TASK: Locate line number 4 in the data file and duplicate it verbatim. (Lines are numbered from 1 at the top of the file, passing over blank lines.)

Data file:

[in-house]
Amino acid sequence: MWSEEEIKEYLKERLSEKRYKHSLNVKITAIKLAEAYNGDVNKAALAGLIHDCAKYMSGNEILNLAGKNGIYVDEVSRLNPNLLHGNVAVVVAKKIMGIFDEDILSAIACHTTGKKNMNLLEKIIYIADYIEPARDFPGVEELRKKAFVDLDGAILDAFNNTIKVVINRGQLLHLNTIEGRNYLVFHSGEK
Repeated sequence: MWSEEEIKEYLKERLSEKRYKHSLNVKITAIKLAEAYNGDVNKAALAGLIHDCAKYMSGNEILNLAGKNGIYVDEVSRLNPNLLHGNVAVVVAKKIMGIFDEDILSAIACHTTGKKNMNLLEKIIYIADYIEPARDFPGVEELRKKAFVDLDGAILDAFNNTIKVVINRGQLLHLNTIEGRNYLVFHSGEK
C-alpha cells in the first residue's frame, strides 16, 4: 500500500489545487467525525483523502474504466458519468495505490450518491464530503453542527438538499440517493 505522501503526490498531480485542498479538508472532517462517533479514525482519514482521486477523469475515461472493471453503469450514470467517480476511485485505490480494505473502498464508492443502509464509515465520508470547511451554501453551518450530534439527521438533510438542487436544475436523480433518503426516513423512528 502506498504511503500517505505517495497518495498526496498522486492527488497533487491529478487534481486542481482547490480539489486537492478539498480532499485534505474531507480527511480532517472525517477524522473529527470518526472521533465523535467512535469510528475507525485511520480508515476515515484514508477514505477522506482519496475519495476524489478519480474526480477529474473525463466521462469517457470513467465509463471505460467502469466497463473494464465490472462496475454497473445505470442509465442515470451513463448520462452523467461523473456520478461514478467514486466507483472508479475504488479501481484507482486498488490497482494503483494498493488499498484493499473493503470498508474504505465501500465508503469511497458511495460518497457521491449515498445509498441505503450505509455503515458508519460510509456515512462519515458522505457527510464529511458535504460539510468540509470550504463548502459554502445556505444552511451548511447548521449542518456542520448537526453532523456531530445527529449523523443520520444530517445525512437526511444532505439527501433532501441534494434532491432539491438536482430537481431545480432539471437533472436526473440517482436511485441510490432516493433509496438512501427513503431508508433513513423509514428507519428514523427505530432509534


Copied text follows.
C-alpha cells in the first residue's frame, strides 16, 4: 500500500489545487467525525483523502474504466458519468495505490450518491464530503453542527438538499440517493 505522501503526490498531480485542498479538508472532517462517533479514525482519514482521486477523469475515461472493471453503469450514470467517480476511485485505490480494505473502498464508492443502509464509515465520508470547511451554501453551518450530534439527521438533510438542487436544475436523480433518503426516513423512528 502506498504511503500517505505517495497518495498526496498522486492527488497533487491529478487534481486542481482547490480539489486537492478539498480532499485534505474531507480527511480532517472525517477524522473529527470518526472521533465523535467512535469510528475507525485511520480508515476515515484514508477514505477522506482519496475519495476524489478519480474526480477529474473525463466521462469517457470513467465509463471505460467502469466497463473494464465490472462496475454497473445505470442509465442515470451513463448520462452523467461523473456520478461514478467514486466507483472508479475504488479501481484507482486498488490497482494503483494498493488499498484493499473493503470498508474504505465501500465508503469511497458511495460518497457521491449515498445509498441505503450505509455503515458508519460510509456515512462519515458522505457527510464529511458535504460539510468540509470550504463548502459554502445556505444552511451548511447548521449542518456542520448537526453532523456531530445527529449523523443520520444530517445525512437526511444532505439527501433532501441534494434532491432539491438536482430537481431545480432539471437533472436526473440517482436511485441510490432516493433509496438512501427513503431508508433513513423509514428507519428514523427505530432509534